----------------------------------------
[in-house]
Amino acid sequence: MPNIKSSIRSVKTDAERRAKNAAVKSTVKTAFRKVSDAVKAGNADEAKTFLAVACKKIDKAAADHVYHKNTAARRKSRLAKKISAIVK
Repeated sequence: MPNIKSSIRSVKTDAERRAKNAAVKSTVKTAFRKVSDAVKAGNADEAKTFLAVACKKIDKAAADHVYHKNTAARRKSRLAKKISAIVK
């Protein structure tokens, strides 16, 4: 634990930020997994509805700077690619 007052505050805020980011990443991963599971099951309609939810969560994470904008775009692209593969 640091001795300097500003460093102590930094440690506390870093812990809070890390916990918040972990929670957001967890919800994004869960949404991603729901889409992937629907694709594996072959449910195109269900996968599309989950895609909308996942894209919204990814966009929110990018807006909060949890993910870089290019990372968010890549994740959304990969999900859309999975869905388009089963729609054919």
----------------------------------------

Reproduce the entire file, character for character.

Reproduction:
[in-house]
Amino acid sequence: MPNIKSSIRSVKTDAERRAKNAAVKSTVKTAFRKVSDAVKAGNADEAKTFLAVACKKIDKAAADHVYHKNTAARRKSRLAKKISAIVK
Repeated sequence: MPNIKSSIRSVKTDAERRAKNAAVKSTVKTAFRKVSDAVKAGNADEAKTFLAVACKKIDKAAADHVYHKNTAARRKSRLAKKISAIVK
């Protein structure tokens, strides 16, 4: 634990930020997994509805700077690619 007052505050805020980011990443991963599971099951309609939810969560994470904008775009692209593969 640091001795300097500003460093102590930094440690506390870093812990809070890390916990918040972990929670957001967890919800994004869960949404991603729901889409992937629907694709594996072959449910195109269900996968599309989950895609909308996942894209919204990814966009929110990018807006909060949890993910870089290019990372968010890549994740959304990969999900859309999975869905388009089963729609054919």